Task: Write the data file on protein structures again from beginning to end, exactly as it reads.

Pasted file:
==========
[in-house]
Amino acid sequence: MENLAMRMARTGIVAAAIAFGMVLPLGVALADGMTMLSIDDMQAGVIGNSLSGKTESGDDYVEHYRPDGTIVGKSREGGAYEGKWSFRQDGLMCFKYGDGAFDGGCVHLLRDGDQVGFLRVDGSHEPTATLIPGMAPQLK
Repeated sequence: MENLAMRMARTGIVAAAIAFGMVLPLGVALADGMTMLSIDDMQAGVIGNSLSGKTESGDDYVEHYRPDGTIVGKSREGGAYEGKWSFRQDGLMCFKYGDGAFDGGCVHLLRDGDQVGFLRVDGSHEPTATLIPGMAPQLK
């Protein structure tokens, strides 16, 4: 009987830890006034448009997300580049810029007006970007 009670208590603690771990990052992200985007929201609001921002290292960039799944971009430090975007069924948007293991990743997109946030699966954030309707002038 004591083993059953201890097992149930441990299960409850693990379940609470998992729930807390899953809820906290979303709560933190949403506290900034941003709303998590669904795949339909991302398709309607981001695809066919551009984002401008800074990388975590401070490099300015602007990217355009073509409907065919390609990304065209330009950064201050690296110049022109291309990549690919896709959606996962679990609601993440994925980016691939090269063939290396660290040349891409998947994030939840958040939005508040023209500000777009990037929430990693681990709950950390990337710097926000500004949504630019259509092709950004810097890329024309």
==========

[in-house]
Amino acid sequence: MENLAMRMARTGIVAAAIAFGMVLPLGVALADGMTMLSIDDMQAGVIGNSLSGKTESGDDYVEHYRPDGTIVGKSREGGAYEGKWSFRQDGLMCFKYGDGAFDGGCVHLLRDGDQVGFLRVDGSHEPTATLIPGMAPQLK
Repeated sequence: MENLAMRMARTGIVAAAIAFGMVLPLGVALADGMTMLSIDDMQAGVIGNSLSGKTESGDDYVEHYRPDGTIVGKSREGGAYEGKWSFRQDGLMCFKYGDGAFDGGCVHLLRDGDQVGFLRVDGSHEPTATLIPGMAPQLK
């Protein structure tokens, strides 16, 4: 009987830890006034448009997300580049810029007006970007 009670208590603690771990990052992200985007929201609001921002290292960039799944971009430090975007069924948007293991990743997109946030699966954030309707002038 004591083993059953201890097992149930441990299960409850693990379940609470998992729930807390899953809820906290979303709560933190949403506290900034941003709303998590669904795949339909991302398709309607981001695809066919551009984002401008800074990388975590401070490099300015602007990217355009073509409907065919390609990304065209330009950064201050690296110049022109291309990549690919896709959606996962679990609601993440994925980016691939090269063939290396660290040349891409998947994030939840958040939005508040023209500000777009990037929430990693681990709950950390990337710097926000500004949504630019259509092709950004810097890329024309």